The use of sedation in Paediatric dentistry is a common way of delivering dental care in a compassionate and appropriate manner for young children.

There are many reasons why these services are provided and the use of oral sedatives, medications and/or the use of nitrous oxide sedation (happy gas) are the two most common forms of sedation in paediatric dentistry.

However, there are other parts of sedation which include conscious sedation, deep sedation as well as general anaesthesia.


A general anaesthetic is carried out in hospital and puts a child into a deep sleep where they are unable to feel pain or move around. This is the same kind of sleep a child would have for operations such as grommet placement or removal of tonsils.

A general anaesthetic may be recommended if your child:

  • Is very young or isn’t able to allow treatment to be performed safely in the dental chair.
  • Needs dental treatment that would be difficult to tolerate whilst awake.
  • Needs a lot of dental work that is best carried out in one long appointment rather than many separate visits.
  • Has a medical, physical or emotional condition that limits our capacity to carry out treatment in the dental chair.

The general anaesthetic is a short day-stay procedure completed in a hospital with excellent paediatric and dental facilities. A Specialist Anaesthetist with the support of highly trained nursing staff will administer the anaesthetic and monitor your child throughout the entire procedure.


Many procedures in the dental chair require local anaesthetic. The use of techniques such as numbing gel and distraction, will ensure that the process is as comfortable as possible for your child. Most of the time, your child won’t realise they have had local anaesthetic administered until after the procedure when they notice their numb lip and cheek!

The sensation of having a numb lip and cheek generally takes 2-4 hours to wear off. During this time it is important to ensure your child avoids disturbing the area (eg. pinching and poking), and eating or drinking anything hot is best avoided until the effects have reversed.


Children who have not had dental treatment or are anxious about dental treatment may benefit from nitrous oxide sedation. It is used to help alleviate anxiety and discomfort, and promote a positive experience during dental treatment.

A child will typically wear a nose mask and breathe in a mixture of nitrous oxide and oxygen gases. During this form of sedation a child remains awake and is able to communicate with the dentist. Once dental treatment is complete the gas is turned off and the effects of nitrous oxide will wear off within minutes. Nitrous oxide is one of the most commonly used forms of sedation in paediatric dentistry and has no known adverse effects on a child’s growth and development.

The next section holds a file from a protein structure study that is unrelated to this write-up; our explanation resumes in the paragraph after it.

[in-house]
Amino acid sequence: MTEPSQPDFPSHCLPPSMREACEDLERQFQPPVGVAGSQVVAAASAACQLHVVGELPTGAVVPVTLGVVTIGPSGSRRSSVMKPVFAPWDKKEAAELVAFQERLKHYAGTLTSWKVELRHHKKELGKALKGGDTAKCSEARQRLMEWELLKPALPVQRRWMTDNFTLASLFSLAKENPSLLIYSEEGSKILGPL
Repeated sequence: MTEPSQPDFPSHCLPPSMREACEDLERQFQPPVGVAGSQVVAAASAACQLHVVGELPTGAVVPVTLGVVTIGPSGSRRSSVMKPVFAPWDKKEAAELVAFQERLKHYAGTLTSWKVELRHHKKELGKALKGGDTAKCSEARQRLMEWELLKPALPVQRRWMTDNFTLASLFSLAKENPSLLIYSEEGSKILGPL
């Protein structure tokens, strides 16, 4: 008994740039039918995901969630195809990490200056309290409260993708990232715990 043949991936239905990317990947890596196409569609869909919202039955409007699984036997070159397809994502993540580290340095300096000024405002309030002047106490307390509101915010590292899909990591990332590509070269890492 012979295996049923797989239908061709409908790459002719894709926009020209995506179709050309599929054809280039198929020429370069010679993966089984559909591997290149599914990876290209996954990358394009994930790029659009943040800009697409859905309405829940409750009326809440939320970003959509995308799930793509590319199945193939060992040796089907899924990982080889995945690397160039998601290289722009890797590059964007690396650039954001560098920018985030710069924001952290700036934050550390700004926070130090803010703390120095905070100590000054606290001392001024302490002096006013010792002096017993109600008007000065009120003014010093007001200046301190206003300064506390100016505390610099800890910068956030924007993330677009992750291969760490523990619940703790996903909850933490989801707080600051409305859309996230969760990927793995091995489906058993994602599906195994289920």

• Please ensure that you do not bring any other siblings to the sedation appointment as your child will require your full attention.
  • Children easily perceive anxiety on others (especially from anxious parents). Please assist us by reassuring your child pre and post-operatively. Do not mention words such as needle, pain, injection, etc. The dentist will explain your child step by step on the day of appointment.
  • Our reception should provide you with a treatment plan and proposed cost for this appointment. Although this fee is accurate in most cases, this is only an estimate and this is dictated by the length of the appointment or the demands of treatment. Changes may apply on the day.
  • Ensure that your mobile phone is set to silent or switched off as noises distract patients under sedation.
  • Your child may have a light breakfast or meal before the appointment. All nitrous oxide sedation appointments are carried out in the mornings as children are more receptive, which makes them more compliant.
  • Parents/Guardians are allowed in the room during treatment. However, we ask you to remain quiet and not to participate in the procedure. The voice of a parent is very familiar to a child and therefore children divert their attention away from instructions by the dentist. From time to time the dentist may invite you to ‘help’ but if this is not done, please assist us by adopting a passive role during the appointment.
  • If your child is not complying with treatment you may be asked to take a seat in the reception area. This approach often helps children regain compliance. Although every effort is made to provide treatment under relative analgesia (RA), this technique is not successful 100% of the time. Your child may require a different approach should he/she be unable to cooperate throughout the appointment.
  • If your child has received local anaesthesia (dental injections), please note that the mouth will remain numb for approximately 2-3 hours. Our nursing staff will provide post-operative instructions and explain your child the effect of numbness. Numbness is more pronounced with lower teeth. Please ensure that your child does not bite or pinch the lip while the soft tissue is anaesthetised. Drinking a cold drink through a straw can have a soothing effect on a numb mouth.
  • Side effects of nitrous oxide may include, nausea, feeling unwell, not being able to cope with the nasal mask (claustrophobic), tingling of the hands/limbs and in some rare cases vomiting (hence the need to only have a light meal).
  • Should you have any questions about the procedure or when you get home please do not hesitate to contact the surgery. Our staff should call you the day after to check on the recovery of your child.

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